A study of the dog genome published in Nature, the pre-eminent publication in biology, reached some surprising and immediately controversial results. For one, disagreeing with prior studies, the new research concludes that “dog breeds share a higher proportion of multi-locus haplotypes unique to grey wolves from the Middle East….” (vonHoldt et al., Genome-wide SNP and Haplotype Analyses Reveal a Rich History Underying Dog Domestication, Nature, vol. 464(8), April 2010). This takes issue with mitochondrial DNA studies that suggested that canine domestication first occurred in east Asia (see Savolainen et al., Science vol. 298, 1610-1613, 2002).
The new research does accept that interbreeding with local wolf populations “clearly occurred elsewhere in the early history of specific lineages.” The researchers sampled 912 dogs from 85 breeds, as well as taking samples from 225 grey wolves from 11 populations around the world. Certain breeds were found to have demonstrated admixture with wolves, particularly breeds with ancient origins that are highly divergent from other dog breeds. Breeds in this group include, not surprisingly, Akitas, Alaskan malamutes, Siberian huskies, and American Eskimo dogs. However, wolf admixture is also found in basenjis, Afghan hounds, Samoyeds, salukis, Canaan dogs, New Guinea singing dogs, dingoes, Chow chows, and Chinese Shar Peis. Some breeds share more with Chinese wolves, some with European wolves, and some with Middle Eastern wolves. Akitas, for instance, show admixture with Chinese wolves, Staffordshire bull terriers with Northern wolves, and basenjis with Middle Eastern wolves. In some cases, the admixture must have been ancient. Dingoes have been isolated from any wolf population for perhaps 4,000 years.
Towards the end of the paper, the researches say that “some ancient east Asian breeds show affinity with Chinese wolves, which suggests that they were derived from Chinese wolves or admixed with them after domestication." This challenges the assumption that has prevailed for some years that dogs were domesticated only once, and harks back to Darwin and others who suggested that canine domestication may have occurred more than once from different populations of canids. The researchers also note that wolves have changed as a result of dogs. The mutation responsible for black coat color was transferred from dogs to grey wolves.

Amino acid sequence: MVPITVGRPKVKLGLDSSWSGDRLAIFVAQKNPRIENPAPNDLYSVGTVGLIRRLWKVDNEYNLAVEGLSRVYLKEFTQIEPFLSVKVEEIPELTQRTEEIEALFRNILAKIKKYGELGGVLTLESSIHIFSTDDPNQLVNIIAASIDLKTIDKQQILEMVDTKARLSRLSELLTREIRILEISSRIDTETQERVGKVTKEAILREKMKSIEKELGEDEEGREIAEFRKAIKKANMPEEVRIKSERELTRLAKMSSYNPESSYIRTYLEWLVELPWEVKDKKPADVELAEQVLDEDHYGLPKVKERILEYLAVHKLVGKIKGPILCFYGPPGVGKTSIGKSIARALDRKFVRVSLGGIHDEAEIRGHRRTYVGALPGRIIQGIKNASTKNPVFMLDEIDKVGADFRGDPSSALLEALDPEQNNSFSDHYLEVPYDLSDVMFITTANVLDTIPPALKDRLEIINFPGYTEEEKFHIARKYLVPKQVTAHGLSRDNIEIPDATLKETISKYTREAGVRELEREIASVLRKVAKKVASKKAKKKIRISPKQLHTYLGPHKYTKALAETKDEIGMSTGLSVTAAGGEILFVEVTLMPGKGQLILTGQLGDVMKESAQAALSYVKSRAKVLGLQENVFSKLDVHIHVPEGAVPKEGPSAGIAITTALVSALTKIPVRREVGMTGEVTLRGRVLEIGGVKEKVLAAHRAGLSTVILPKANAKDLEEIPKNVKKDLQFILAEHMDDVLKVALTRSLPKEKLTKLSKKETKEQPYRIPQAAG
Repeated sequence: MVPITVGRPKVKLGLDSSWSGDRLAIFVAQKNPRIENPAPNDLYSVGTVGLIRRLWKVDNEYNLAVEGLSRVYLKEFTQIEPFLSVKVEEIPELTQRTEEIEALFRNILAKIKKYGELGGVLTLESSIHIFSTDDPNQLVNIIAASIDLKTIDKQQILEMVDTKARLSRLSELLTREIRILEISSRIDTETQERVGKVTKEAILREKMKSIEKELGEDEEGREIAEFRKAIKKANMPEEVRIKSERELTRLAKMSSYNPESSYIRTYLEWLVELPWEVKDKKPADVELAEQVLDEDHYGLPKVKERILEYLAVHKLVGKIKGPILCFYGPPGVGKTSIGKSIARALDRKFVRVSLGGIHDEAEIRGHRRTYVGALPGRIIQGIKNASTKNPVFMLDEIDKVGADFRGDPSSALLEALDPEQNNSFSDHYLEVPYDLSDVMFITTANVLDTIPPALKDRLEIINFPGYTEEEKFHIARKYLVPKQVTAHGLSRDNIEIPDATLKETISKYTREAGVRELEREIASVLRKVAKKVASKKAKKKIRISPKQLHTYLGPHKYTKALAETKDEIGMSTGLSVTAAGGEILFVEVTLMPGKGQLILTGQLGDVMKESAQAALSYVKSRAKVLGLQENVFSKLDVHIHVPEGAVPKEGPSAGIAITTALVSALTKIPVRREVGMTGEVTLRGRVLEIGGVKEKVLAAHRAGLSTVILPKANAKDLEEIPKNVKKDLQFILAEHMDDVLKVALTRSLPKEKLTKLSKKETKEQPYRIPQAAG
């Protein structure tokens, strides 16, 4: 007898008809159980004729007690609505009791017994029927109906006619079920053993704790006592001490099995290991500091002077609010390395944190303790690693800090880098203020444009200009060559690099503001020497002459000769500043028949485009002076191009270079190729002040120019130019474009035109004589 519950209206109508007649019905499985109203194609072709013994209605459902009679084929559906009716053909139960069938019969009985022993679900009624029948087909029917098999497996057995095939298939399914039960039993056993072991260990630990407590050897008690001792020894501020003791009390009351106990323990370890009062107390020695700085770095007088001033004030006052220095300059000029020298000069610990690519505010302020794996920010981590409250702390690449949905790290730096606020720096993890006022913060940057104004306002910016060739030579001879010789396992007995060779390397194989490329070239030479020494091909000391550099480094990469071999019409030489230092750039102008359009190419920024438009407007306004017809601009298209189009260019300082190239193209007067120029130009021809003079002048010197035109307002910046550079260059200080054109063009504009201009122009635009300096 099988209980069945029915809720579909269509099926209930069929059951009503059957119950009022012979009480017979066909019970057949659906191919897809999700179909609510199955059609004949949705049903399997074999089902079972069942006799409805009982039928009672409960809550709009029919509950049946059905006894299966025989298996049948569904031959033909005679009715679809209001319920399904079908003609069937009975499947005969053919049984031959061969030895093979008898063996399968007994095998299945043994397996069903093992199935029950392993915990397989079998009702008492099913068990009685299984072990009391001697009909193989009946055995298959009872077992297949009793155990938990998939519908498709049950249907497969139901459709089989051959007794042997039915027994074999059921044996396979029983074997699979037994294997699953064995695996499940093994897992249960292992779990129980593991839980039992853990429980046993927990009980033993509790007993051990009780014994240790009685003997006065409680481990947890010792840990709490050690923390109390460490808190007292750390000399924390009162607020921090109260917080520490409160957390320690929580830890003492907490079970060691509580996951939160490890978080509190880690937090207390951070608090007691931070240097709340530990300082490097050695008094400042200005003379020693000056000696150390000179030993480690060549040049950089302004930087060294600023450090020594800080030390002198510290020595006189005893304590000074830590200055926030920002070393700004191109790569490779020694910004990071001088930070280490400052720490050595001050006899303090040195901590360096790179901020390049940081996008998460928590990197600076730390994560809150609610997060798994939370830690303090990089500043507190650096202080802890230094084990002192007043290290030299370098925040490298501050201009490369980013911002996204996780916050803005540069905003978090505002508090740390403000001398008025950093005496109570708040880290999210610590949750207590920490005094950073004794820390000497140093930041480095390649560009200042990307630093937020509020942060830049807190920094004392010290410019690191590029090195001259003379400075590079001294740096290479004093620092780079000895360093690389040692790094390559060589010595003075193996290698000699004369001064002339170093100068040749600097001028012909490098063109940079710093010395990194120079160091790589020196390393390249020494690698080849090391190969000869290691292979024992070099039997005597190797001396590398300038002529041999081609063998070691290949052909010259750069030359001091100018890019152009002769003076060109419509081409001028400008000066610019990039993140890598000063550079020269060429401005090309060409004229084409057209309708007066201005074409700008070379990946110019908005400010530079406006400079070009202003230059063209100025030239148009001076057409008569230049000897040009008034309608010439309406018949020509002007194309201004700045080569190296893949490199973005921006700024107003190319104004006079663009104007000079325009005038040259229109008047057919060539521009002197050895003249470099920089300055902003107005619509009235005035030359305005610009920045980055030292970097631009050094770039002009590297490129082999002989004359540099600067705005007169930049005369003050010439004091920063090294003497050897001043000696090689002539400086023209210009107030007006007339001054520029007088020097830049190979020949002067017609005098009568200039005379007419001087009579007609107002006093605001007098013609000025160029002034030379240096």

The researchers found “distinct genetic clusters” even within modern dogs based on phenotype and function, including spaniels, scent hounds, mastiff-like breeds, small terriers, retrievers, herding dogs, and sight hounds. Scent hounds include Basset hounds, beagles, and dachshunds. The research behind this six-page paper (supplementary information of 38 pages) is probably only the beginning of a series of papers one can expect from these 36 authors. That’s right! 36 authors.
Supplemental note. I received a comment arguing that American Eskimo dogs do not belong in the category of ancient breeds that show admixture with wolves. The supplemental information to the paper in Nature lists three somewhat distinct groups of dogs in this category. The first consists of basenjis, Afghan hounds, Samoyeds, Salukis, and Canaan dogs. The second consists of New Guinea singing dogs, dingoes, Chow chows, Shar peis, and Akitas. The third consists of Alaskan malamutes, Siberian huskies and American Eskimo dogs. Looking at Supplemental Figure 1, the research indicates that the first group demonstrates significant gene sharing with Middle Eastern wolves, the second group with Chinese wolves, and the third group with Northern wolves. The Inuit Sled Dog (sometimes confused with the American Eskimo dog) is generally thought of as an ancient breed, but the American Eskimo Dog is described by the American Kennel Club as a member of the Spitz family related to the spitz breeds and the white Pomeranian. See Sue Hamilton, "Replica or the Real Deal," The Fan Hitch 4(3) (May 2002). The Nature article does, however, list "Ancient and spitz breeds" as one category so I have to assume, until I hear from one of the Nature article's authors, that they do in fact mean the American Eskimo dog.